Forecast for the number of asylum seekers unchanged
The Swedish Migration Agency still aims to settle 54,000 asylum cases this year, and a clear reversal of the trend, with shorter processing times, can be seen.
“Our work is going in the right direction. We are now settling the last of the older cases”, says Veronica Lindstrand Kant, head of the Swedish Migration Agency’s National Coordination Department.
Just as in the latest forecast issued by the agency in February, it is estimated that approximately 23,000 people will seek asylum in Sweden this year. This is in the context of migrants still having limited opportunities to reach and pass through Europe. The main scenario for the forecast assumes that border controls and other border obstacles will persist over the course of the year, and that the statements made by the EU and Turkey concerning migration will remain valid.
Due to stable migration, changed working methods, and the fact that the Swedish Migration Agency will soon have decided almost all of the older cases, a clear reversal of the trend can now be seen: The Swedish Migration Agency’s processing times will be substantially shortened in the future.
The agency is working to an increasing extent to sort cases into different fast-track pathways, based on the need for more efficient handling and processing. An increased focus on digitalisation will also contribute to better service and accessibility for applicants.
In terms of the processing of cases in Asylum Examination, there is a visible reversal of the trend. Of those who sought asylum during 2017, two-thirds have already received a decision, but with an average processing time of three months. For work permits and cases concerning family ties, the Swedish Migration Agency will achieve the regulation-stipulated processing times of four months and nine months by mid-year and year’s end, respectively.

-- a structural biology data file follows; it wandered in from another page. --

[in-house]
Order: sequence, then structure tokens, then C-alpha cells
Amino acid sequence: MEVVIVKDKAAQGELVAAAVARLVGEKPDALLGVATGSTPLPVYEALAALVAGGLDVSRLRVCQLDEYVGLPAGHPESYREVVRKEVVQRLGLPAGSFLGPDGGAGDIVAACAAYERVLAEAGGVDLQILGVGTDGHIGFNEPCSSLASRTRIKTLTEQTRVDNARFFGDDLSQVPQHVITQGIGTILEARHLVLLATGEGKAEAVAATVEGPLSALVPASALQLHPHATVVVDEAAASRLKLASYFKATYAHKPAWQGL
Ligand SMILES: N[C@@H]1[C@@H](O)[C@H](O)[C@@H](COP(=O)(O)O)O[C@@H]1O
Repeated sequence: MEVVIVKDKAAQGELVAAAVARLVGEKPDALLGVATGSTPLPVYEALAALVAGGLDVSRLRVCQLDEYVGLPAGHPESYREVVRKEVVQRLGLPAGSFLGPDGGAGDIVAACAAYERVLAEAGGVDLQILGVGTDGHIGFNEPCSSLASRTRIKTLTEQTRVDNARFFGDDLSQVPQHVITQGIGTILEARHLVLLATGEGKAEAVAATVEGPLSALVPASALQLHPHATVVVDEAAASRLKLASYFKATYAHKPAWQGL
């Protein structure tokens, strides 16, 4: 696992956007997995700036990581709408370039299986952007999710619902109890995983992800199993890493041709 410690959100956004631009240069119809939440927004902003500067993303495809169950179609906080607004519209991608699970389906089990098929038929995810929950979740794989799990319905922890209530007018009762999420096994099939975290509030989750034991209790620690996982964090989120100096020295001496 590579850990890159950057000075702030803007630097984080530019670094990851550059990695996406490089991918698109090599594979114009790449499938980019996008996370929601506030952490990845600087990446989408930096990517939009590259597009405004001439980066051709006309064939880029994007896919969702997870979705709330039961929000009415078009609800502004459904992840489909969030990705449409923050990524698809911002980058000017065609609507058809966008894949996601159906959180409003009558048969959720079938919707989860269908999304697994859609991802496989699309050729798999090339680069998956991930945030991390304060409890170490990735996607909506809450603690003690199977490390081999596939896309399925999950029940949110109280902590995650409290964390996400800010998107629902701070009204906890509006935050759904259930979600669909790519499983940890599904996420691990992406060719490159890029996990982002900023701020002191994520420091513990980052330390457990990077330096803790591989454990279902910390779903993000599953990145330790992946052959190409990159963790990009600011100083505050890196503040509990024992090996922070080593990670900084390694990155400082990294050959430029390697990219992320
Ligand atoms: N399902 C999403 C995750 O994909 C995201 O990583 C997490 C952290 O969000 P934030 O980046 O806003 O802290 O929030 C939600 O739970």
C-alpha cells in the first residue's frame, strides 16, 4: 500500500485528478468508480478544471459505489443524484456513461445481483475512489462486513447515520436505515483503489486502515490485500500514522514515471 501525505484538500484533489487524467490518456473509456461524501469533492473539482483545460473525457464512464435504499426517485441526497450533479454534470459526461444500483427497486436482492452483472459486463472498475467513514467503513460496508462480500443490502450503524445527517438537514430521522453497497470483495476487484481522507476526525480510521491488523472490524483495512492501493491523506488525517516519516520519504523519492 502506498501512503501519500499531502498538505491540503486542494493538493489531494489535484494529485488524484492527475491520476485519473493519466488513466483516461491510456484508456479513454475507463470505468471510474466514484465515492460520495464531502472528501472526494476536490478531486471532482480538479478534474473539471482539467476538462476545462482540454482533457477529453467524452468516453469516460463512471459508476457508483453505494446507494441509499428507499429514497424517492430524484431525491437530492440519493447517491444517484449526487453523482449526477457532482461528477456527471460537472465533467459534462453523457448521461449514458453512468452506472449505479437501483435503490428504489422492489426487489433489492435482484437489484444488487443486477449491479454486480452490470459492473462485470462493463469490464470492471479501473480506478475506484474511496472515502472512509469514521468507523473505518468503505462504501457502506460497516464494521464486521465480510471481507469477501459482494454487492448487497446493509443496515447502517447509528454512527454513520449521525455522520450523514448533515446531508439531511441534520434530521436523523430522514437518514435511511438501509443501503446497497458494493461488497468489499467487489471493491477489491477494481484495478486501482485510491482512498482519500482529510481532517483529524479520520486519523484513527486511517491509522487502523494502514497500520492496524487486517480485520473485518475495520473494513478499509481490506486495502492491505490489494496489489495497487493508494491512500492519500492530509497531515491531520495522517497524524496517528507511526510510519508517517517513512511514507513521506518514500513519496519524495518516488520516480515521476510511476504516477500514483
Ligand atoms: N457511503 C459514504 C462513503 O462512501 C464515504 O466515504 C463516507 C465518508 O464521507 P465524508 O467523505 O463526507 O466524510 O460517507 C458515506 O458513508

“We are now progressing and working towards the goal with a more efficient, but smaller agency, where we aim to handle the cases at the same pace as they come in. Focus is therefore gradually shifting from Reception and Asylum Examination to issues related to judicial review, return and detention”, says Veronika Lindstrand Kant.
The Swedish Migration Agency is simultaneously working on the last asylum cases that were received during 2015 and 2016.
“Of the 192,000 cases that we have at the moment, we have settled 95% of them”, Lindstrand Kant says. And by mid-year, the Swedish Migration Agency will have made decisions on 99% of all cases from 2015.
The fact that older cases are not complete today is mainly due to the reductions in staff numbers brought about by the agency’s restructuring. More Asylum Examination staff have gone on to new jobs than had been expected by this time.
“The restructuring has of course had an impact on us, but we mustn’t forget that in a short time, we are implementing one of the larger agency downscaling operations ever. We have lost valuable team members, but at the same time, I feel very secure with the staff we have and the capability that still remains here at the Swedish Migration Agency”, says Lindstrand Kant.